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meowing at night.

post #1 of 9
Thread Starter 
Pippin sleeps pretty much all day now that I am home and we play for hours at night before bed. I am begining to think that he is bored out of his mind because at night he meows and meows... a low deep meow! It's begining to worry me.

Is there anything I can do to help him?
post #2 of 9
Saki does the same thing. And I lay in bed and start laughing because it is the funniest meow I've ever heard Its very low and deep like REEOOWWW WOW YEEEOWW OWW!! Then I call him over and he comes 'brrr brr mew!' and gives me love. I think its pretty normal.
post #3 of 9
Kitty will do that funny meow when he comes in in the evening and he cant see me or Im in bed. He stops as soon as I call him.
I was wondering why he did it too because its like hes lost me but he just doesn`t look very hard!
post #4 of 9
I think its normal, Stormie does it all the time and then she relizes that its bedtime but first thing in the morning we are ready to go play Just try to give him some new toys to play with at night that might interest him but meowing is definetly normal for the most part
post #5 of 9
Originally Posted by Jaffacake View Post
Kitty will do that funny meow when he comes in in the evening and he cant see me or Im in bed. He stops as soon as I call him.
I was wondering why he did it too because its like hes lost me but he just doesn`t look very hard!
See thats the same with Stormie although she sees me but she stops and goes to bed after I call her so I dont think that there is nothing unnormal bout that
post #6 of 9
Leopold does this too, and boy is he loud!!!!!

It's funny because sometimes he'll already be in the bed, then he gets out when I get in. Then he goes and finds the spot in the house that has the best acoustics (bottom of the front staircase) ...to YOWWWOWWOWWOWWLLLL. Then I call him and he usually stops and comes back to bed. He's been doing that for almost 9 years.
post #7 of 9
I found this last night in a book called Think Cat by David Taylor. Thought it might be of interest.

The night time yell of the cat, one of the most distinctive of the 16 vocalisations that behaviourists recognise in the species, is something that most often starts to occur as the cat gets older. These strident calls- summons would be a better word- are at first less commonly emitted during daylight hours. It`s all to do with the senior citizen feeling in need of a little reassurance and attention now that the nights of searching for a way out of the house to go clubbing in Cat Town are long gone. More and more it appreciates the value and companionship of its human friend so, in the still of the night, it calls out for them. Up you get to see what is amiss and find the cat sitting there, cool as a cucumber, with no sign of trouble in the offing. A pick-up, a cuddle, a stroke and a few words of affection and you pop him back in his sleeping place. All is well.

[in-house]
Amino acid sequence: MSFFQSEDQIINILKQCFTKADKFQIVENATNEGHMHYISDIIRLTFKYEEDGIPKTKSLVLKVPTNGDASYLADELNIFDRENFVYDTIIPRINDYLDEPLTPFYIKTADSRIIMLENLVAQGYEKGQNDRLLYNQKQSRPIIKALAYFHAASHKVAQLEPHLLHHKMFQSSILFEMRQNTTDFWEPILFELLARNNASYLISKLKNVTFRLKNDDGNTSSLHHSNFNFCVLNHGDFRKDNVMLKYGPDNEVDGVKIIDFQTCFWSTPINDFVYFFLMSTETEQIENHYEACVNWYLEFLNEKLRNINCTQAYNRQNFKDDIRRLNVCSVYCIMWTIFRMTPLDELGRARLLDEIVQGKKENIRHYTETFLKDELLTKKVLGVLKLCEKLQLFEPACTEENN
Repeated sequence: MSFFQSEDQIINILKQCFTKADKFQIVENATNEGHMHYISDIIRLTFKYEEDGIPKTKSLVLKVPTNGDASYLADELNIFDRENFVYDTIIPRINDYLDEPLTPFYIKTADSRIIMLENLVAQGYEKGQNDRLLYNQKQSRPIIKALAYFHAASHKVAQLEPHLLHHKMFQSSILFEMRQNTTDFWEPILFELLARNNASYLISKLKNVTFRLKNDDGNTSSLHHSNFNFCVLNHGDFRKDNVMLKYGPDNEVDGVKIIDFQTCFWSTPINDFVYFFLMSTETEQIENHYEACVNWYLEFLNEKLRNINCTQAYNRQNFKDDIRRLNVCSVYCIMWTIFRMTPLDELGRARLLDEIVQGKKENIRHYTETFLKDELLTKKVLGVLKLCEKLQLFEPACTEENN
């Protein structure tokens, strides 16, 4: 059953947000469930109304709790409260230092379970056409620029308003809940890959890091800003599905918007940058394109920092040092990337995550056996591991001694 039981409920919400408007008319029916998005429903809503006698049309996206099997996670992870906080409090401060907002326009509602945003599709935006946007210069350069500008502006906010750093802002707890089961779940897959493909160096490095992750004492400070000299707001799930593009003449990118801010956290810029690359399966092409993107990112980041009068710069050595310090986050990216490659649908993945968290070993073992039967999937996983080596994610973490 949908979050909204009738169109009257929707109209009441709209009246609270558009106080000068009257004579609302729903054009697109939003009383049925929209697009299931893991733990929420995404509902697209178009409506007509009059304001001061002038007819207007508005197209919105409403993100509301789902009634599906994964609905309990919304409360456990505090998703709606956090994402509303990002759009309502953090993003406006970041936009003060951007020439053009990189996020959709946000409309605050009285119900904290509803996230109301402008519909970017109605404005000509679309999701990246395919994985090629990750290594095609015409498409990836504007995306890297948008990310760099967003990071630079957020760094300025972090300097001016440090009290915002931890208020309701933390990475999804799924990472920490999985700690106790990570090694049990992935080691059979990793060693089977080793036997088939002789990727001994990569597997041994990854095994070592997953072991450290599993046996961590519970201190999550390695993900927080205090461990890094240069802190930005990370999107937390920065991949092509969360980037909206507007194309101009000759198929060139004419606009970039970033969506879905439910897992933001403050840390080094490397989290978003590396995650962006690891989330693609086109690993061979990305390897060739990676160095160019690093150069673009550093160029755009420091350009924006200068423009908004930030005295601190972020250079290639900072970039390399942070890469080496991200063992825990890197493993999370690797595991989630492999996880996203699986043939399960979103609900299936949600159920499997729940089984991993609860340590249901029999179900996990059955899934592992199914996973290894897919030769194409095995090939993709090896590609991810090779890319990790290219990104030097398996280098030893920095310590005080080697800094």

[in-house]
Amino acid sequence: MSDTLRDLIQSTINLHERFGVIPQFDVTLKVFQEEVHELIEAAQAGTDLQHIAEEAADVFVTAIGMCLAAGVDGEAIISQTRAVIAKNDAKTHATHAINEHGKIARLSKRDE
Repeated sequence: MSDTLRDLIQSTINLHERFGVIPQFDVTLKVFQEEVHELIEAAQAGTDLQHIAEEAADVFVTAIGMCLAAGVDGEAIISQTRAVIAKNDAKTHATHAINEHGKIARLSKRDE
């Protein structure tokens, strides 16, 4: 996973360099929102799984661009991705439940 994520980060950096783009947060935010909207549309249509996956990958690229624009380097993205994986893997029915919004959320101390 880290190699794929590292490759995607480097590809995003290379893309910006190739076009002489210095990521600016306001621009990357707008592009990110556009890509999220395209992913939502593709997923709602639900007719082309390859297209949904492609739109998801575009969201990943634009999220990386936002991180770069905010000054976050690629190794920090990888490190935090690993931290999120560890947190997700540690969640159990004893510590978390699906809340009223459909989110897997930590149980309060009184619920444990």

Of course, some cats prefer the added sense of security of sleeping on the owners bed and will yell again to make the point. Once curled up on the eiderdown, the cat doesn`t move till your alarm clock goes off. All of this is training - the cat training you. It quickly learns that the yell evokes an immediate response and so, as time passes, is gratified to find it can get the owner to come running whenever it cannot decide whether to sit in front of the fire or on the mantlepeice. The owners fussing, which involves making the yeller comfortable in one of the two places, or on an even better third location, proves it. The cat eventually has the owner perfectly conditioned to the point where the yell will work at any time of day or night. It is easier for an elderly animal to do than using energy going to find the owner and jumping on their lap or tapping them pitifully with a paw.

Much younger cats sometimes go in for night yelling. Again, the cause is normally a feeling of insecurity and anxiety after some change in their environment, such as moving house. The cat is calling for reassurance. If it persists for long after whatever change in circumstances triggered it, the cat has learned that it now has a way of demanding the owners attention. Whilst I would recommend tolerant acceptance of this behaviour in a venerable cat, I think it is important to try to eradicate it in younger exponents to the yell. To do this you must have an iron will, and ignore the attention seeking vocalizations. Combined with this, aversion treatment administered via a squirt from a water pistol or a sharp noise as soon as the yell begins is very effective. After but a few nighttime yells more, peace will descend once again upon the sleeping household.
post #8 of 9
Harley does this a lot now, but usually when he's in a playful mood- or running around the apartment like a psycho
He never did it when we had Davidson, as they kept eachother company, but lately he's been doing it more, because he's lonely and wants to play.

I think its completely normal
post #9 of 9
Well if this wasn't normal, then I would say alot of us have a problem. Seriously I wouldn't worry too much about it. Gizmo use to be a night time meower but lately not so much. Now he actaully waits for the morning to arrive and that suits me just fine. At least he's not keeping me up now.

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